Pharmacoeconomic analyses appear to account for differences in recommendations made regarding public payment when national bodies consider the same drugs for the same indication.
Objective: This study was undertaken to compare the recommendations made by the Canadian Common Drug Review (CDR) regarding whether drugs should be listed on provincial and federal formularies with recommendations made by similar bodies in other countries.
Study Design: Retrospective cohort analysis.
Methods: All recommendations made by CDR until September 30, 2006, were accessed. Two comparable agencies, the Australian Pharmaceutical Benefits Advisory Committee (PBAC) and the Scottish Medicines Consortium (SMC), were identified, and recommendations were obtained from the Web sites of all 3 agencies. We examined whether each of the agencies put equal proportions of drugs into each of 3 categories: unrestricted listing, listing with criteria, and do not list. Second, we compared recommendations on individual drugs.
Results: CDR made recommendations on 47 drugs. PBAC and SMC made recommendations about 31 and 29 of these products, respectively. There was no statistically significant difference in the percentage of drugs assigned to each category of recommendation in comparisons between CDR and PBAC, and between CDR and SMC. There was moderate agreement between CDR and PBAC for recommendations on individual drugs and poor agreement between CDR and SMC.
Conclusions: CDR is no different from other similar agencies in terms of the number of drugs recommended for full or restricted listing, or against listing. There is a relatively low level of agreement on recommendations about individual drugs among the different agencies. These differences appear to be because of pharmacoeconomic evaluations and likely reflect discrepancies between countries in national markets and health systems.
(Am J Manag Care. 2008;14(9):581-588)
Pharmacoeconomic evaluations can significantly affect decisions about whether to lista drug on a formulary.
Payment for drugs prescribed outside of hospitals is not included within the basic set of healthcare services covered by Medicare in Canada. Accordingly, individual provinces and territories developed their own separate public insurance schemes for drug coverage. The federal government also runs drug plans for members of the military and for native Canadians, among others. All of these plans use a positive formulary (ie, a list of drugs that are paid for), with recommendations for which drugs to include coming from an expert advisory committee.
The presence of multiple committees with different criteria for decision making and with different timetables resulted in a sometimes-chaotic situation. A drug may have been approved for reimbursement in one province early on without any restrictions for use, whereas in another province the same drug would not be listed at all. Furthermore, pharmaceutical companies had to submit the same information to be reviewed by different federal and provincial committees.1 In 2003 the Common Drug Review (CDR) was established to coordinate reviews for all plans except the one operated by the province of Quebec. CDR reviews applications for coverage for new chemical entities, new combination products, and most recently new indications for existing products.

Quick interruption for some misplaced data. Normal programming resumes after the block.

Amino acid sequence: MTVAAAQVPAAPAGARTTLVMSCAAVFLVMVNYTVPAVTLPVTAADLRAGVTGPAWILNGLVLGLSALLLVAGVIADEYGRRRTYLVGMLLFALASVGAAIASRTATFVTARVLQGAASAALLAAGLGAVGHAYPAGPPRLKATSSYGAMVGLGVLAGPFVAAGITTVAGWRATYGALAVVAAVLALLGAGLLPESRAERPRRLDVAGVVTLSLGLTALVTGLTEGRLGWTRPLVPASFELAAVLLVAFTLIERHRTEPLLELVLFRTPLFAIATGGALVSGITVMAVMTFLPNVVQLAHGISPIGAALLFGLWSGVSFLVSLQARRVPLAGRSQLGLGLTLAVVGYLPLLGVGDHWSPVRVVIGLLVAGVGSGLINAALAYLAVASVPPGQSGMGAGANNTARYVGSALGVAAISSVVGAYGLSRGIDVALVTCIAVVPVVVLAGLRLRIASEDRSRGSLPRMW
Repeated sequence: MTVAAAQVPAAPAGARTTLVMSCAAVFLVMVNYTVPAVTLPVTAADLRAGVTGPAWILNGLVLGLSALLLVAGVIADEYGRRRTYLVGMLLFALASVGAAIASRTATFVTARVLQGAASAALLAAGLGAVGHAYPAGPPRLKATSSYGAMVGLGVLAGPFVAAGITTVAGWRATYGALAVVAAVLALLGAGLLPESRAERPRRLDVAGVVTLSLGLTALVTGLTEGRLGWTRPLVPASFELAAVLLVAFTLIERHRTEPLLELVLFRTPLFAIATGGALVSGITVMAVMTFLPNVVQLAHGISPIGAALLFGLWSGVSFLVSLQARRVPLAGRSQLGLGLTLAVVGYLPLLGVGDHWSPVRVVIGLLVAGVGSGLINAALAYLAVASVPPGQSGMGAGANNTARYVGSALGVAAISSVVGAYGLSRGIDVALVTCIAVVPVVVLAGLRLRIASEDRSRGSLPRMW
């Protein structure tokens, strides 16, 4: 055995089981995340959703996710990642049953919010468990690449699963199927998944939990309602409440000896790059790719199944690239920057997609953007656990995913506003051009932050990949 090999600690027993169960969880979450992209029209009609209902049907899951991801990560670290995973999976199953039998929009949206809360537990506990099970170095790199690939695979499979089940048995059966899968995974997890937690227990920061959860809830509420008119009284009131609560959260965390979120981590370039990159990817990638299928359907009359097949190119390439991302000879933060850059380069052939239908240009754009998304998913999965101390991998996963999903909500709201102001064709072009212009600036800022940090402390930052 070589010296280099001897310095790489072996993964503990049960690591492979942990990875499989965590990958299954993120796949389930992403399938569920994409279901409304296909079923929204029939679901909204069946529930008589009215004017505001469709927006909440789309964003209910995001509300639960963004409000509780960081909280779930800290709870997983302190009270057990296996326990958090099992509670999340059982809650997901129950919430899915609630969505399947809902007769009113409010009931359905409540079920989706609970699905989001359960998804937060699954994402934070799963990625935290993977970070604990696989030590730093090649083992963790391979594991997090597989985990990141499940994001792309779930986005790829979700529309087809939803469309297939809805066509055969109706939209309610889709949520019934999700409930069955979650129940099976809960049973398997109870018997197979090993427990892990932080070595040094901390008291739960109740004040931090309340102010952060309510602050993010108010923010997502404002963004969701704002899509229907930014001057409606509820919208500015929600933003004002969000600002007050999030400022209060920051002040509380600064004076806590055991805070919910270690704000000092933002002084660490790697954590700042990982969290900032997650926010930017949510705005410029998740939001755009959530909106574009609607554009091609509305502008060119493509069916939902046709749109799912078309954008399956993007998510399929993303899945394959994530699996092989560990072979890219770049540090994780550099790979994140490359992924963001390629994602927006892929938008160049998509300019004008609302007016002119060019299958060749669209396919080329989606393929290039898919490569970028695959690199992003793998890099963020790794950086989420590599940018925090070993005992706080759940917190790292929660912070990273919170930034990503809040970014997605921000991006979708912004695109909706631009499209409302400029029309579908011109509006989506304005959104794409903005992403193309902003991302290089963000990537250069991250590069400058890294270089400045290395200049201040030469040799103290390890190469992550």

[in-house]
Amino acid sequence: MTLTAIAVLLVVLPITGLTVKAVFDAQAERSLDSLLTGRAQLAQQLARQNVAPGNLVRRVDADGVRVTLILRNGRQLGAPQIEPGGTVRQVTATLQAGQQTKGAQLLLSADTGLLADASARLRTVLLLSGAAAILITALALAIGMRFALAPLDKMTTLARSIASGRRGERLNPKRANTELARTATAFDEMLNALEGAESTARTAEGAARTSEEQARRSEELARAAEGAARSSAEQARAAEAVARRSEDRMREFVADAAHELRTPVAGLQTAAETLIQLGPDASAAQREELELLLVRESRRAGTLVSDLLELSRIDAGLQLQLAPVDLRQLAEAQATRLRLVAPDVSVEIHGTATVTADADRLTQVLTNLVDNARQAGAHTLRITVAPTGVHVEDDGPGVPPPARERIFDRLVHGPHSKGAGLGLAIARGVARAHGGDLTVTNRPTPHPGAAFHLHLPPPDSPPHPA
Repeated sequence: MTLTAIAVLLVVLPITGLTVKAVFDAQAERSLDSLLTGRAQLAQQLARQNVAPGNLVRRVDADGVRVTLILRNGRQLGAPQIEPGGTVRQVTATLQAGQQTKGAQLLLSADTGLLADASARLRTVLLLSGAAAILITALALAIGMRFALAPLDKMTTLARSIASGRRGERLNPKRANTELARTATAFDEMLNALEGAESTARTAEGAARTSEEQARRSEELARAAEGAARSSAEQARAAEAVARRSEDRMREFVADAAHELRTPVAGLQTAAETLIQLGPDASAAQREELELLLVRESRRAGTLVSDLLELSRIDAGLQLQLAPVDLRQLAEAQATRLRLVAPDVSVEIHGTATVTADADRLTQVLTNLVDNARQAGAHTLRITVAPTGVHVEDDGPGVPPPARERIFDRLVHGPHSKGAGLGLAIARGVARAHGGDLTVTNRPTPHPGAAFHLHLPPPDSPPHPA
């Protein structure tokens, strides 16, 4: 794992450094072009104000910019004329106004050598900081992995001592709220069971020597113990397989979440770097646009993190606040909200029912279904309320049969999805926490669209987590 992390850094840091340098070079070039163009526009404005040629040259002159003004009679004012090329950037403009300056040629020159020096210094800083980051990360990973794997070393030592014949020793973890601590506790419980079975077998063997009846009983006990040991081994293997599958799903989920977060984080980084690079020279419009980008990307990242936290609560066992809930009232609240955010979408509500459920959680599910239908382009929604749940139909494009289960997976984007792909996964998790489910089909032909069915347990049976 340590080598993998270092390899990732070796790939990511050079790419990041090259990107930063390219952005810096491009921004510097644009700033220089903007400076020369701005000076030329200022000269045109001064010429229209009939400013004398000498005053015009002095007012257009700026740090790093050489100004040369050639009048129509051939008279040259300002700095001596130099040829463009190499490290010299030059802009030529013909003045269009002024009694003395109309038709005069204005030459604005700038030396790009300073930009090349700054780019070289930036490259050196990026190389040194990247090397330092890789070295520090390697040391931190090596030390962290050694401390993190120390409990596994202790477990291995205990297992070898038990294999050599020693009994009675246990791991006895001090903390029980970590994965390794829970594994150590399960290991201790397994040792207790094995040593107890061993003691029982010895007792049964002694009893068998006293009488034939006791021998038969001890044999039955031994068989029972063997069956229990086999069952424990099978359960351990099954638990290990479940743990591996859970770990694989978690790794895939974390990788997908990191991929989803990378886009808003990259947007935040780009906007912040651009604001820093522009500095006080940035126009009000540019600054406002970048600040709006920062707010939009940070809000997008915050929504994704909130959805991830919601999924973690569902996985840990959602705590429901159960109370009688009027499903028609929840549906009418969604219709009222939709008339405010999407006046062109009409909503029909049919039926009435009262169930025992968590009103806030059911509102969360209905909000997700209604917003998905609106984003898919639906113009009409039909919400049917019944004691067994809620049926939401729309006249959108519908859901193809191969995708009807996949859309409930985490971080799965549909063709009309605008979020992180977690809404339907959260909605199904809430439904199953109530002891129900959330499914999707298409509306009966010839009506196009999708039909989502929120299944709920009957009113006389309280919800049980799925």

Pharmaceutical companies wishing to have a drug listed on Canadian formularies submit clinical and pharmacoeconomic information to CDR. Then, CDR contracts a team that prepares a clinical review, including a systematic review of all relevant published and unpublished randomized controlled trials. In addition, CDR examines and critiques the manufacturer’s pharmacoeconomic evaluation. The review team then prepares a report for the Canadian Expert Drug Advisory Committee (CEDAC), a body appointed by the Board of Directors for the Canadian Agency for Drugs and Technologies in Health (see http://www.cadth.ca/index.php/en/cdr/committees/cedac). CEDAC uses the review to assess the clinical and economic value of the product and then makes a recommendation about listing, taking into consideration the medication’s effectiveness, safety, and cost-effectiveness compared with existing therapies.2 CDR recommendations are not binding on any of the participating drug reimbursement plans, which are free to make their own funding decisions.3 Therefore, provincial differences in listings may persist.
CDR recommendations have come in for considerable criticism from a number of quarters, specifically drug manufacturers and patient groups.2 CDR reviewers are said to be deficient in expertise, and the review process is said to lack fairness, objectivity, and transparency.4 The pharmaceutical companies are especially critical of CDR’s reliance on cost-effectiveness criteria in making its recommendations, charging that this process “leaves Canadian physicians with restricted choices and does little to help patients who may not respond well to an existing therapy.”5 This theme of patients being denied access to important new medications is echoed by patient groups.6
In assessing these concerns, it is useful to look at how CDR compares with other international agencies that are carrying out similar work. This study was undertaken to compare the recommendations CDR has made with recommendations made by similar bodies in other countries, specifically looking at whether CDR imposes more restrictions on access than other agencies that also use a combination of clinical and pharmacoeconomic evidence in their decision making.